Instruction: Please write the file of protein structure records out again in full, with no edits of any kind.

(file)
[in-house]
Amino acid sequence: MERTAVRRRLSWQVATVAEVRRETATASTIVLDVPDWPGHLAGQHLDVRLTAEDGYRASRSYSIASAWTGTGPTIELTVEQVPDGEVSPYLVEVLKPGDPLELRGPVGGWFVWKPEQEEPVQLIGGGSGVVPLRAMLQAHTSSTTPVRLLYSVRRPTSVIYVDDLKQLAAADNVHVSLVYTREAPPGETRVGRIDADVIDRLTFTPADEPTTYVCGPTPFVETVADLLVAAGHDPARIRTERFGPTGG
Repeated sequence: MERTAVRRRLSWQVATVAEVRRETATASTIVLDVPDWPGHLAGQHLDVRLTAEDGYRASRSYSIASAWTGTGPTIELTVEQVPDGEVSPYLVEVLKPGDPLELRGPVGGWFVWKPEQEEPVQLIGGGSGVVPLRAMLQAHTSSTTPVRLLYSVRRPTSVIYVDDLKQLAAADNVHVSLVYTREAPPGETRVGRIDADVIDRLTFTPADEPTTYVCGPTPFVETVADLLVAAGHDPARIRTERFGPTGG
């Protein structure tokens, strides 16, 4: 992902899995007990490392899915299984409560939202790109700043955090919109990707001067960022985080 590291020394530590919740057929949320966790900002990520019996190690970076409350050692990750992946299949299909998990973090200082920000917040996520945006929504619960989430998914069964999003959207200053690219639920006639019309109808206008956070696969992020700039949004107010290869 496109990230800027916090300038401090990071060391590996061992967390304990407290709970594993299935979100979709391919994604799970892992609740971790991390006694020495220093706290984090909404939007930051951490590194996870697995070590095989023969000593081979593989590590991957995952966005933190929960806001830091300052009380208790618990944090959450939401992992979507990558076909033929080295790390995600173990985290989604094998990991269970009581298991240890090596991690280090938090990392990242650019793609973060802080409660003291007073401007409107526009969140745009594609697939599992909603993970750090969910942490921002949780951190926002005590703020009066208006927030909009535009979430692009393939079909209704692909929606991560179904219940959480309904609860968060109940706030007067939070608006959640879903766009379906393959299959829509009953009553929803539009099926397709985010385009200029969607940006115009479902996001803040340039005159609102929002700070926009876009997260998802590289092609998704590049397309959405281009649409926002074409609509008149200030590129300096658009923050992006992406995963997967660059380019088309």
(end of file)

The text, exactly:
[in-house]
Amino acid sequence: MERTAVRRRLSWQVATVAEVRRETATASTIVLDVPDWPGHLAGQHLDVRLTAEDGYRASRSYSIASAWTGTGPTIELTVEQVPDGEVSPYLVEVLKPGDPLELRGPVGGWFVWKPEQEEPVQLIGGGSGVVPLRAMLQAHTSSTTPVRLLYSVRRPTSVIYVDDLKQLAAADNVHVSLVYTREAPPGETRVGRIDADVIDRLTFTPADEPTTYVCGPTPFVETVADLLVAAGHDPARIRTERFGPTGG
Repeated sequence: MERTAVRRRLSWQVATVAEVRRETATASTIVLDVPDWPGHLAGQHLDVRLTAEDGYRASRSYSIASAWTGTGPTIELTVEQVPDGEVSPYLVEVLKPGDPLELRGPVGGWFVWKPEQEEPVQLIGGGSGVVPLRAMLQAHTSSTTPVRLLYSVRRPTSVIYVDDLKQLAAADNVHVSLVYTREAPPGETRVGRIDADVIDRLTFTPADEPTTYVCGPTPFVETVADLLVAAGHDPARIRTERFGPTGG
């Protein structure tokens, strides 16, 4: 992902899995007990490392899915299984409560939202790109700043955090919109990707001067960022985080 590291020394530590919740057929949320966790900002990520019996190690970076409350050692990750992946299949299909998990973090200082920000917040996520945006929504619960989430998914069964999003959207200053690219639920006639019309109808206008956070696969992020700039949004107010290869 496109990230800027916090300038401090990071060391590996061992967390304990407290709970594993299935979100979709391919994604799970892992609740971790991390006694020495220093706290984090909404939007930051951490590194996870697995070590095989023969000593081979593989590590991957995952966005933190929960806001830091300052009380208790618990944090959450939401992992979507990558076909033929080295790390995600173990985290989604094998990991269970009581298991240890090596991690280090938090990392990242650019793609973060802080409660003291007073401007409107526009969140745009594609697939599992909603993970750090969910942490921002949780951190926002005590703020009066208006927030909009535009979430692009393939079909209704692909929606991560179904219940959480309904609860968060109940706030007067939070608006959640879903766009379906393959299959829509009953009553929803539009099926397709985010385009200029969607940006115009479902996001803040340039005159609102929002700070926009876009997260998802590289092609998704590049397309959405281009649409926002074409609509008149200030590129300096658009923050992006992406995963997967660059380019088309």